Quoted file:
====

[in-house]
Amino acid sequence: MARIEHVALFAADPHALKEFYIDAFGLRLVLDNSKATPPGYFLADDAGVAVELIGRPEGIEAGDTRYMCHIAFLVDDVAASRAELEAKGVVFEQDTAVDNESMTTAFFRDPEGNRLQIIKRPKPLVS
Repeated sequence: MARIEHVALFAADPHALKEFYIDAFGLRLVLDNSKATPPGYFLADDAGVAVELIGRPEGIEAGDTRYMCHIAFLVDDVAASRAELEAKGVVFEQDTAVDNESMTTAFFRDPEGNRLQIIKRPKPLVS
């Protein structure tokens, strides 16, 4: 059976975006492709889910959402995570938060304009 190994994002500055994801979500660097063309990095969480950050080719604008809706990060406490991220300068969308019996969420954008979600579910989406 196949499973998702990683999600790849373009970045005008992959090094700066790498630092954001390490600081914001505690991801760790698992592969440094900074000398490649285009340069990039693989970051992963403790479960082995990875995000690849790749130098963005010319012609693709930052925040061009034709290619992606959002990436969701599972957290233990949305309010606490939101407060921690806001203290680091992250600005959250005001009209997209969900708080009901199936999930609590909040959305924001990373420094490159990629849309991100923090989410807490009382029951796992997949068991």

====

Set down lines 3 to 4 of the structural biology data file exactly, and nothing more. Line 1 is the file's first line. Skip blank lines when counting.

Repeated sequence: MARIEHVALFAADPHALKEFYIDAFGLRLVLDNSKATPPGYFLADDAGVAVELIGRPEGIEAGDTRYMCHIAFLVDDVAASRAELEAKGVVFEQDTAVDNESMTTAFFRDPEGNRLQIIKRPKPLVS
């Protein structure tokens, strides 16, 4: 059976975006492709889910959402995570938060304009 190994994002500055994801979500660097063309990095969480950050080719604008809706990060406490991220300068969308019996969420954008979600579910989406 196949499973998702990683999600790849373009970045005008992959090094700066790498630092954001390490600081914001505690991801760790698992592969440094900074000398490649285009340069990039693989970051992963403790479960082995990875995000690849790749130098963005010319012609693709930052925040061009034709290619992606959002990436969701599972957290233990949305309010606490939101407060921690806001203290680091992250600005959250005001009209997209969900708080009901199936999930609590909040959305924001990373420094490159990629849309991100923090989410807490009382029951796992997949068991």